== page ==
These are the protesters in Hong Kong: young, brave and fighting for what they say is the erosion of the "one country, two systems" arrangement enshrining some autonomy for Hong Kong when China took it back from Britain in 1997.
The increasingly violent protests since June have plunged the Asian financial hub into its most serious crisis in decades and are one of the biggest popular challenges to Chinese leader Xi Jinping since he came to power in 2012.
Despite the intense police response and a toughening stance from China, the movement that began two months ago in opposition to a bill allowing extradition to the mainland still seems to enjoy broad support in the city of more than 7 million people.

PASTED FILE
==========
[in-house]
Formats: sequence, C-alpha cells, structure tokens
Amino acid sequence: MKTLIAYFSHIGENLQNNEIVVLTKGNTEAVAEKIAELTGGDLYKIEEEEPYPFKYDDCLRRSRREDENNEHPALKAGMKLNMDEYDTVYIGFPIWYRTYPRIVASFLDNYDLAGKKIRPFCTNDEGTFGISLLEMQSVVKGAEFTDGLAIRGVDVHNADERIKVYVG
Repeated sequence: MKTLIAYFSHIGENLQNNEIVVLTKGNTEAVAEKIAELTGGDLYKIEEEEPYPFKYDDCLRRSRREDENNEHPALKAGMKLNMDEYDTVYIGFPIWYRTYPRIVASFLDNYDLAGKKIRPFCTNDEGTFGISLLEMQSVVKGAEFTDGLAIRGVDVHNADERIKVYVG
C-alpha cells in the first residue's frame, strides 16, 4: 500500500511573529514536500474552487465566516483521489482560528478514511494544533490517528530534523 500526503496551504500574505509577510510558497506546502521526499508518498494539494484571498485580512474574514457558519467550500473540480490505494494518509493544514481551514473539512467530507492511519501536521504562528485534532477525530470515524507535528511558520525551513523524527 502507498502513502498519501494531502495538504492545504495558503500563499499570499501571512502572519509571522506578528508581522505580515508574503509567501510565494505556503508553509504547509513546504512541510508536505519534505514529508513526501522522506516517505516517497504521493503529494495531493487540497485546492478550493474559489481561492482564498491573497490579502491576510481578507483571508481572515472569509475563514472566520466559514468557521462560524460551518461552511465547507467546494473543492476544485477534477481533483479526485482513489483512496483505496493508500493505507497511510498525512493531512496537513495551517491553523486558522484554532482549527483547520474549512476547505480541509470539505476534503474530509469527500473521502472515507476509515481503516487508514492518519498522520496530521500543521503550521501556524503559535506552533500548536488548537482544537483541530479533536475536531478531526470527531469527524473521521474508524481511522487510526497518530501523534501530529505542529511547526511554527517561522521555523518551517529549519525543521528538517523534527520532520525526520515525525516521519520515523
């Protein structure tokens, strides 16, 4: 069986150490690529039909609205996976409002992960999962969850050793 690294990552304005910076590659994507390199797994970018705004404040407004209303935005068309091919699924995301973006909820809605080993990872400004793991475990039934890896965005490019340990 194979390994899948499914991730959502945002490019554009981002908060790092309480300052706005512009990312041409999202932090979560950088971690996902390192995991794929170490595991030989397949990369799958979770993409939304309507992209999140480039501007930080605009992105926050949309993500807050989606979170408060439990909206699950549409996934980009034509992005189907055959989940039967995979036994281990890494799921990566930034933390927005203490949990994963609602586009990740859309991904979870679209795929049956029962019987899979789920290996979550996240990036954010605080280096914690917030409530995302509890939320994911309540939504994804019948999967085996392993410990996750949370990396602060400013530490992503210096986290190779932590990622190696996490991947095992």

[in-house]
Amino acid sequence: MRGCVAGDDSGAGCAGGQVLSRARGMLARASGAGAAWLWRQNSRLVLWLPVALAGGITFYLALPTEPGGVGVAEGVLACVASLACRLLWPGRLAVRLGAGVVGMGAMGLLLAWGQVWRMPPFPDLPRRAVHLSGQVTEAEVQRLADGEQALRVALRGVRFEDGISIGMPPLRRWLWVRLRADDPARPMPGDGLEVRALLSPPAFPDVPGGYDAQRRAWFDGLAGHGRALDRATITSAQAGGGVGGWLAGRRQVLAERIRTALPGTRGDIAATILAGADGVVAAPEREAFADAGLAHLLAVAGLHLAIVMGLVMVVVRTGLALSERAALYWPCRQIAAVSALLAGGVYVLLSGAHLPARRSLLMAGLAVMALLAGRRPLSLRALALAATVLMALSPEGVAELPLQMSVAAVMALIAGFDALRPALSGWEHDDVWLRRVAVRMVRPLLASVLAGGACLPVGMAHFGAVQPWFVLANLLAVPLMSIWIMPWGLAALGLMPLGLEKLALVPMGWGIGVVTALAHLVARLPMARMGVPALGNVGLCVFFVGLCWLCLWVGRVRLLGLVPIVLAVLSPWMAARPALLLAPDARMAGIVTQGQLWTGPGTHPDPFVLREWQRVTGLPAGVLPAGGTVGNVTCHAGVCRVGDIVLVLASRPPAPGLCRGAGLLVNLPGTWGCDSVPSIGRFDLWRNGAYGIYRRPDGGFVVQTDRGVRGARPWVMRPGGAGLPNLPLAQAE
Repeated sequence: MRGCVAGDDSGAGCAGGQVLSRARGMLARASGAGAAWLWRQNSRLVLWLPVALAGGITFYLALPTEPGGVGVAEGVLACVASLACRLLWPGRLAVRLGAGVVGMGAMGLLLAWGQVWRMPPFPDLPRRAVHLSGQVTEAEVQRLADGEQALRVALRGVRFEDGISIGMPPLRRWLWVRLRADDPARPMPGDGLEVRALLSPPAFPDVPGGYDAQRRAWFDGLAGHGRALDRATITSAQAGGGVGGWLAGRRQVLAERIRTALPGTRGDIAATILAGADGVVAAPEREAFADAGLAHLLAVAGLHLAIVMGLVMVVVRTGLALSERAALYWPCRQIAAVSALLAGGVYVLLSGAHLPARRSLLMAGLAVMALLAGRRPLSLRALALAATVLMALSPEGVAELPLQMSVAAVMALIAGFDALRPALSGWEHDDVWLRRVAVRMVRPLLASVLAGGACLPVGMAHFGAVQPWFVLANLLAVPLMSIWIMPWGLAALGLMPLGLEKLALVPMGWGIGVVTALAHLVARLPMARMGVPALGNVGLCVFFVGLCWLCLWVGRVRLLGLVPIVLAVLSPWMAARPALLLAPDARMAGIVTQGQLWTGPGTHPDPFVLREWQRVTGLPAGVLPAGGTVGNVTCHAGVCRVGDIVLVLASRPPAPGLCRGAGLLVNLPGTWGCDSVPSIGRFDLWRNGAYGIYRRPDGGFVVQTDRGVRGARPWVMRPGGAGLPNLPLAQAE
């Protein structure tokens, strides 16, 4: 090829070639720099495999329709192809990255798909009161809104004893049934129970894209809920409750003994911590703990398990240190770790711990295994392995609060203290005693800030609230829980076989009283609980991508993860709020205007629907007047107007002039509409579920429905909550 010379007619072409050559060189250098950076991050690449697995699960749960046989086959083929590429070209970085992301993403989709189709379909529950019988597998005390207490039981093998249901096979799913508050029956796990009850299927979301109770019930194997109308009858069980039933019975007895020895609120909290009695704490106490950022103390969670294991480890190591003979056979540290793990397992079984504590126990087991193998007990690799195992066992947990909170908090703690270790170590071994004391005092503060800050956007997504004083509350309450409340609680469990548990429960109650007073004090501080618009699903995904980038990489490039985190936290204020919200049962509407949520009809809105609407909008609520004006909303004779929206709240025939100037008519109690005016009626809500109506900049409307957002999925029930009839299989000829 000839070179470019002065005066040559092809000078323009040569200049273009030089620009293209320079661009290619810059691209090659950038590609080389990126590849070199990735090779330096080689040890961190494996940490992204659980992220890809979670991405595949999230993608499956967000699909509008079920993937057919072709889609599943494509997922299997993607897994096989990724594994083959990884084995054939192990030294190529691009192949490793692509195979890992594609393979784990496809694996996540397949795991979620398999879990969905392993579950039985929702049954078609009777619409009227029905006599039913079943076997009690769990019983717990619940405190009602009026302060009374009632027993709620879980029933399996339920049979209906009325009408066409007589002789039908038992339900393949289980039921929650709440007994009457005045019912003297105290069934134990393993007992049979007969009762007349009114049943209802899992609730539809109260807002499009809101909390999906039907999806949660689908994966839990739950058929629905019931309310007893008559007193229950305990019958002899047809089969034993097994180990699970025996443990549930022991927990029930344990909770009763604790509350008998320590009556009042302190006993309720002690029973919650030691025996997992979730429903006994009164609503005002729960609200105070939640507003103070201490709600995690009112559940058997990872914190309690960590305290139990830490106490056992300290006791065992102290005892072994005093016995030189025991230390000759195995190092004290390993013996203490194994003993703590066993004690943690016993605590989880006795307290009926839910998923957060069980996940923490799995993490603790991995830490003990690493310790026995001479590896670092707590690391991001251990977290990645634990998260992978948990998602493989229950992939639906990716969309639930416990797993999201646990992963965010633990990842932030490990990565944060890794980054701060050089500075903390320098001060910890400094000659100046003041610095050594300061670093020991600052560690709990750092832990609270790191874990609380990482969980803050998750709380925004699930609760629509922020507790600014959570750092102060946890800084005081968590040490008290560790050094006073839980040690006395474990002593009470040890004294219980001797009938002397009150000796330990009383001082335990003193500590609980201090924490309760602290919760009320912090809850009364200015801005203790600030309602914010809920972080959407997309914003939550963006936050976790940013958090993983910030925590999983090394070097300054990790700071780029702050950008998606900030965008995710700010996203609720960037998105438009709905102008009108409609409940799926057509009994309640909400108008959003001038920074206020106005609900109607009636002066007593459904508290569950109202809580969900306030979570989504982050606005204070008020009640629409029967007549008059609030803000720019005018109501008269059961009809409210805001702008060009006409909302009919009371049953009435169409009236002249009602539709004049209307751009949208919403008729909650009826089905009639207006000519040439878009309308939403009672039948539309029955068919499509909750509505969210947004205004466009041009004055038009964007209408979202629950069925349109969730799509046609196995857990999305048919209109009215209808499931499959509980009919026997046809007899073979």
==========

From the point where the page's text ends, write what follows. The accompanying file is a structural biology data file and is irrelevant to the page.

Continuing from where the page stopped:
"I am at an older age, so I can't rush to the front line... what I can do is to back them, to support them," said a local citizen Helen, who was seen handing out bottled water to protesters while chanting "Go Hongkongers!" during a recent protest.
From singing the Christian hymn "Sing Hallelujah to the Lord", which has emerged as the unlikely anthem of the movement, to forming various support groups among themselves, protesters have created a well-developed system for providing supplies, aid and organising crowds.
"Hong Kong now is indeed in chaos, because the city is on the way towards democracy... I believe it would be a good day after the storm," said an unidentified aid worker.